I was thinking today about the reason(s) the Chief Rabbi of South Africa chose Parshas Noach as the week that Jews consider uniting in keeping Shabbos together. It’s a great concept and I together with many are fully behind it.
No doubt there is a “real reason” and someone from South Africa may be able to advise me. I heard a Rav today suggest that immediately after Bereishis, its is logical to go into action. We’ve just finished The Yomim Noroim, God has created the world, society made errors, and this is a logical Shabbos to commence Shabbos observance.
My mind, however, wandered to Noah’s ark itself. I felt the words, “Go out of the ark” the command to Noach to rebuild a humane society. This was a time of post-destruction, a time of building, a new beginning, and what better way than to observe the idea that we don’t work 7 days a week. We devote one day to the spiritual, to the level above the rat race of the week, and try to share that with others.
To be sure, there are some who have never left the ark nor do they want to. Hungarian ultra orthodox types no doubt are still in the ark. They don’t interact with the Jewish world unless they can make a buck. Accordingly, I wouldn’t have expected much emanating from the likes of some Haredi places. I heard the tired refrain that they didn’t want someone to drive to their house for a meal, but I’d like to suggest that almost all of them who work for a living and interact with such people know some within walking distance whom they could invite. But, they have the problem of not wanting their kids to see “sinful” people, so I imagine (correct me if I’m wrong) they couldn’t take part meaningfully in this exercise (except come and see what this Havdala ceremony was all about at the Park, although they usually keep Rabeinu Tam’s Tzeis Shabbos time. South Africa is void of Hungarian extremists and is Litvak/Chabad focussed so there is no problem of interaction potentially. That’s why they have comparative unity and almost no reform or conservative or conservadox (Shira Chadasha) movements, unlike Melbourne, where I hold Orthodoxy responsible for the existence of these aberrations.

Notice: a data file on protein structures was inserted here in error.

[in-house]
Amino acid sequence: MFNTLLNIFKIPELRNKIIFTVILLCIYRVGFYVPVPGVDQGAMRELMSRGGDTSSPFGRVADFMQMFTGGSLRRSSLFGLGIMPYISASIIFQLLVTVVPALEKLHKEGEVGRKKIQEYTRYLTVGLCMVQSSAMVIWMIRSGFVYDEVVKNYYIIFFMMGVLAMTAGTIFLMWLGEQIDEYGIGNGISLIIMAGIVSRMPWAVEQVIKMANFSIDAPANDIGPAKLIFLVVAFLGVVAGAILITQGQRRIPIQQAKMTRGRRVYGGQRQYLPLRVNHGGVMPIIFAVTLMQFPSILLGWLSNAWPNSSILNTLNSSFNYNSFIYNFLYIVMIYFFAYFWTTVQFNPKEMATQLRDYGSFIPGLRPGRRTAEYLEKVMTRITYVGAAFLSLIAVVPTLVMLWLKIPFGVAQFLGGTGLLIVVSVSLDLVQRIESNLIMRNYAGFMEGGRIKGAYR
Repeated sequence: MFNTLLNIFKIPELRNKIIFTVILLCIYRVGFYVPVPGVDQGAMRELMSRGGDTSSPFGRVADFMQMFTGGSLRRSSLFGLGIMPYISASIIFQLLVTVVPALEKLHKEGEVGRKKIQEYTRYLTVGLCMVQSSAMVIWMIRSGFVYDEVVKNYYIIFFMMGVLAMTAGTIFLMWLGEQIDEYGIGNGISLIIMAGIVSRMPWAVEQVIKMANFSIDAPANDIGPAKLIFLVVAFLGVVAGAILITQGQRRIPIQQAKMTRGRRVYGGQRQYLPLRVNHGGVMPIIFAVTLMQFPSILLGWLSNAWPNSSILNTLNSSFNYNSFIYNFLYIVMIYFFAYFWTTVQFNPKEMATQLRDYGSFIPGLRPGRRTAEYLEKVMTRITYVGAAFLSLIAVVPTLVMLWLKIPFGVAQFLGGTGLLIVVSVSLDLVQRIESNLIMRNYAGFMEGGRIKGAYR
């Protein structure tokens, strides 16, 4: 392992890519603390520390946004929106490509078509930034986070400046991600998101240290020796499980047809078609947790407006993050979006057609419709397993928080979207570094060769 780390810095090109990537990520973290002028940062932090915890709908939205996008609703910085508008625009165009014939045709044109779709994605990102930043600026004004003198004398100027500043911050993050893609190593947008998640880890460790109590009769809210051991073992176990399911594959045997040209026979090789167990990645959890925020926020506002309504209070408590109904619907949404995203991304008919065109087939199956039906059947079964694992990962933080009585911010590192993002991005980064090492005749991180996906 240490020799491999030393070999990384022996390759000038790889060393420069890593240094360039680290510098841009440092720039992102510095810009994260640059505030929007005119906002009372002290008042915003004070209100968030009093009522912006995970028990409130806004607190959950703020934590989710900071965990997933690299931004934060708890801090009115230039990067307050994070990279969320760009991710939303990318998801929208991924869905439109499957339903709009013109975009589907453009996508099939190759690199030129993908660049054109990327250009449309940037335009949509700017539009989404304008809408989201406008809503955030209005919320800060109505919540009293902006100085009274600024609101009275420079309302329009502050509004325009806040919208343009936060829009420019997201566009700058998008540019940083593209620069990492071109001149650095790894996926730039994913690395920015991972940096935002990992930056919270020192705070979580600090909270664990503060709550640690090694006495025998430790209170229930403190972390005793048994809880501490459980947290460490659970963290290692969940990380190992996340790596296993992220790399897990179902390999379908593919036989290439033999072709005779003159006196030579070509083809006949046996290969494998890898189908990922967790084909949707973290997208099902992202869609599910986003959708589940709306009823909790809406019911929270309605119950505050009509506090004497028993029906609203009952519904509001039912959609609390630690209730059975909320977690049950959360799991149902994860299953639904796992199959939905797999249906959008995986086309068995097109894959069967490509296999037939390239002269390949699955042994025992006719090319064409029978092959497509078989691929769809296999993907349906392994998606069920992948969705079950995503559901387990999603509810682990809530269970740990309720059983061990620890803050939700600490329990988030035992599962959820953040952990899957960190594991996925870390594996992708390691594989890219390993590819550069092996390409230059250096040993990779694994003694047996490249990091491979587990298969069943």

Then there are the Shules who in my opinion should re-examine carefully their outreach or general Rabbis and boards if they didn’t take part. I know of one Shule that did zero out of the ordinary. They had their usual kiddies pre-shabbos function, which is nothing out of the ordinary. The Rabbi didn’t even mention the concept in his drosha, not that there was a single person new in attendance at the Shule. There was a “lunch/cholent” in a back room which actually had less people than the usual paltry few (I guess there were better functions at other Shules). What they might have done is find every Jewish person in the area (and there are plenty) and invite them to a free shabbos lunch (even in a marquee at the park if there were many), find a dynamic speaker or three, sing songs, use some ingenuity etc. You don’t have to be Einstein. But, if you are a comparatively disconnected internet Rabbi, many would argue that your days are numbered. Perhaps, get another job and get off the gravy train.
Kudos to the organisers, but next year the men might become more involved as they don’t generally bake challah 🙂
I regret that personally we didn’t invite a few of our neighbours, but my mind has been somewhat not where it should be.
Next year, God willing, hopefully in Yerusholayim Ir HaKodesh.